When I was riding U.S. 61 last month, I kept my eye open for the tell-tale white coating that let you know that you were coming up on Ste. Genevieve. When I was a kid, the whole landscape was covered with a white powder that looked like snow. If it had just started raining, it turned the roadway into a slurry that was slick as grease on glass and would coat your windshield with impenetrable goo.
Established quarry and kilns in 1920s
The company’s website said the company was founded as the Mississippi Sand Company in Alton in 1907. It opened a limestone quarry at the Ste. Genevieve site in the 1920s and built four vertical kilns. By the end of the decade, seven more were added. A gas-fired kiln was added in 1998.
Stacks still puffing
There’s still a lot of something coming out of the stacks, but most of the particulates must have been removed these days. You could still see white deposits here and there around buildings, but the grass and roadway were clear. It was kind of hazy, so the pictures aren’t as pretty as if it had been a clear day with blue skies.
When people say you can’t clean up the environment and stay in business, I can only point to Mississippi Lime and the cement plant in Cape, both of which have been around for a century, give or take.
3 Replies to “Mississippi Lime in Ste. Genevieve”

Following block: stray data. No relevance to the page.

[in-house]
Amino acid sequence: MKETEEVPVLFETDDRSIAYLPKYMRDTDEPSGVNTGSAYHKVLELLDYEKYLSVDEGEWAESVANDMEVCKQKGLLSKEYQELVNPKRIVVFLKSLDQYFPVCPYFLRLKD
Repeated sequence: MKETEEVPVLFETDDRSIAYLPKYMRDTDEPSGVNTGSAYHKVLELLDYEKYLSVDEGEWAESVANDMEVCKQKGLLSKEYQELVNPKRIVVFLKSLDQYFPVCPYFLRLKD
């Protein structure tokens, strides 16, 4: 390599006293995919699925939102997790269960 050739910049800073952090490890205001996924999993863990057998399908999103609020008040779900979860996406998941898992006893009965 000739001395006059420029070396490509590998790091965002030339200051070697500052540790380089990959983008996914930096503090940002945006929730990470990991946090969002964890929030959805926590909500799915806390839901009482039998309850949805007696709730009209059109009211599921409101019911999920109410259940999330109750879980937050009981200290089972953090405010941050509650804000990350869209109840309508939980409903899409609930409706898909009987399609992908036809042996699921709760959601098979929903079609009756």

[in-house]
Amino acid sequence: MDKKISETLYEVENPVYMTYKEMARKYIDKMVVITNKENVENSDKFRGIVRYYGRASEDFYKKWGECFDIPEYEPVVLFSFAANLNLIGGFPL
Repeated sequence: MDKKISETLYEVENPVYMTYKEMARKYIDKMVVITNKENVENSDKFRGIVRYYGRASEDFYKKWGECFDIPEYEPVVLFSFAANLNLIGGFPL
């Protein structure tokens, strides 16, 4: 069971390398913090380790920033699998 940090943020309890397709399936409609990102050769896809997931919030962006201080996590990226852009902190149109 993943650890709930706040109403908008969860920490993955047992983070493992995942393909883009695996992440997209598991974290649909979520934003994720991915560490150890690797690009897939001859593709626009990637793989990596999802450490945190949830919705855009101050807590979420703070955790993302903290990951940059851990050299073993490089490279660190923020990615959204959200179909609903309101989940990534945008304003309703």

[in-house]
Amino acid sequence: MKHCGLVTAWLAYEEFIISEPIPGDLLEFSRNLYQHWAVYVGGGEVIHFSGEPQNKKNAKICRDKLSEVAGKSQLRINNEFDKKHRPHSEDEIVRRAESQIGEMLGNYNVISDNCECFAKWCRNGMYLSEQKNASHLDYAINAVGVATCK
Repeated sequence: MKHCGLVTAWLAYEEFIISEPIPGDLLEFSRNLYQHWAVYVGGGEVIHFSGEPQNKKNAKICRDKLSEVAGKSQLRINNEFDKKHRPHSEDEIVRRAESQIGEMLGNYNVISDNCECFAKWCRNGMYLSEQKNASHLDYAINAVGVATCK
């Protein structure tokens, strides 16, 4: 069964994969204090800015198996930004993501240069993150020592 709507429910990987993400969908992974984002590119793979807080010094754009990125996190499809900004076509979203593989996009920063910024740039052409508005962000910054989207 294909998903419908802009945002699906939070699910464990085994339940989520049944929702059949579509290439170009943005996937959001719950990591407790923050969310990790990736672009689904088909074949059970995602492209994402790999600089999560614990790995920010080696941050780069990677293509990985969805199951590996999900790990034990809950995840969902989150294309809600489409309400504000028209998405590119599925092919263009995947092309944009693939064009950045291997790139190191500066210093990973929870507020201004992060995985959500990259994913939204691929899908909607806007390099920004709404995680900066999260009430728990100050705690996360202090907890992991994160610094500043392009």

Ken, the “something coming out of the stacks” that you refer to is most likely nothing more than water vapor which is a byproduct of natural gas combustion. That is the same stuff that emits from our furnace flues in homes here that use natural gas for heat.
Also, industries now use scrubbers/filters of some sort to prevent particulates from reaching the atmosphere.
I remember this, and having to wash my “65” Ford after a trip to St. Louis on late night, because if the car was not washed then Dad knew you driving way north of Wimpy’s. If you did not wash it off immediately then stuff would get like concrete and not come off the car unless you blasted it off!
I grew up in Ste. Genevieve; and as a toddler my older sisters would tell me that was where clouds were made. As a college student I worked four summers and four winter breaks in the mines. The company would pay half my salary and the government would pay the other half ($7.00 an hour in 1992). I now pass by annually during the Jour de Fete weekend and tell my daughter; I once made clouds at that plant.